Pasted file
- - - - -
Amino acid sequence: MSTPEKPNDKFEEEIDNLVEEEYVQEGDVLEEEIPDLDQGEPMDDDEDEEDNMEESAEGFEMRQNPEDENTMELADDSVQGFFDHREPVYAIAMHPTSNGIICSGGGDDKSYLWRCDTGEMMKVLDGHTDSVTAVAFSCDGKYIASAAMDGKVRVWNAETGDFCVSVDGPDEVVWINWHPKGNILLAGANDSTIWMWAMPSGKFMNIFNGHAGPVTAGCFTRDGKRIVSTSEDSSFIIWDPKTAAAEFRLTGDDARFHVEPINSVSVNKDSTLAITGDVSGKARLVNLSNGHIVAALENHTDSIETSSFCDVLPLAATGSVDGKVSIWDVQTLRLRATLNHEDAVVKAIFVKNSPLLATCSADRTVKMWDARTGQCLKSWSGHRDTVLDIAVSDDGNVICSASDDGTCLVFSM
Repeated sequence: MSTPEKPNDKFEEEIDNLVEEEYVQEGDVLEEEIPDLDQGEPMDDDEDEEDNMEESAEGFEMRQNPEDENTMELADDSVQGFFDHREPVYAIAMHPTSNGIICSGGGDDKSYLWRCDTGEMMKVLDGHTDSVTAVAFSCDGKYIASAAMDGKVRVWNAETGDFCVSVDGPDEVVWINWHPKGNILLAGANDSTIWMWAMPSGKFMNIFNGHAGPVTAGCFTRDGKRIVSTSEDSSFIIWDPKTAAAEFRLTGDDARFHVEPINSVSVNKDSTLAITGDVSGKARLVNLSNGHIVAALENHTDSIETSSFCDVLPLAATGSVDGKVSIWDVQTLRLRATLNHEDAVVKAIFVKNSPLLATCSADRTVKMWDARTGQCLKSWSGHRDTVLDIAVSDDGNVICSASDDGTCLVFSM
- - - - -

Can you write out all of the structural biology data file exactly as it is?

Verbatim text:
Amino acid sequence: MSTPEKPNDKFEEEIDNLVEEEYVQEGDVLEEEIPDLDQGEPMDDDEDEEDNMEESAEGFEMRQNPEDENTMELADDSVQGFFDHREPVYAIAMHPTSNGIICSGGGDDKSYLWRCDTGEMMKVLDGHTDSVTAVAFSCDGKYIASAAMDGKVRVWNAETGDFCVSVDGPDEVVWINWHPKGNILLAGANDSTIWMWAMPSGKFMNIFNGHAGPVTAGCFTRDGKRIVSTSEDSSFIIWDPKTAAAEFRLTGDDARFHVEPINSVSVNKDSTLAITGDVSGKARLVNLSNGHIVAALENHTDSIETSSFCDVLPLAATGSVDGKVSIWDVQTLRLRATLNHEDAVVKAIFVKNSPLLATCSADRTVKMWDARTGQCLKSWSGHRDTVLDIAVSDDGNVICSASDDGTCLVFSM
Repeated sequence: MSTPEKPNDKFEEEIDNLVEEEYVQEGDVLEEEIPDLDQGEPMDDDEDEEDNMEESAEGFEMRQNPEDENTMELADDSVQGFFDHREPVYAIAMHPTSNGIICSGGGDDKSYLWRCDTGEMMKVLDGHTDSVTAVAFSCDGKYIASAAMDGKVRVWNAETGDFCVSVDGPDEVVWINWHPKGNILLAGANDSTIWMWAMPSGKFMNIFNGHAGPVTAGCFTRDGKRIVSTSEDSSFIIWDPKTAAAEFRLTGDDARFHVEPINSVSVNKDSTLAITGDVSGKARLVNLSNGHIVAALENHTDSIETSSFCDVLPLAATGSVDGKVSIWDVQTLRLRATLNHEDAVVKAIFVKNSPLLATCSADRTVKMWDARTGQCLKSWSGHRDTVLDIAVSDDGNVICSASDDGTCLVFSM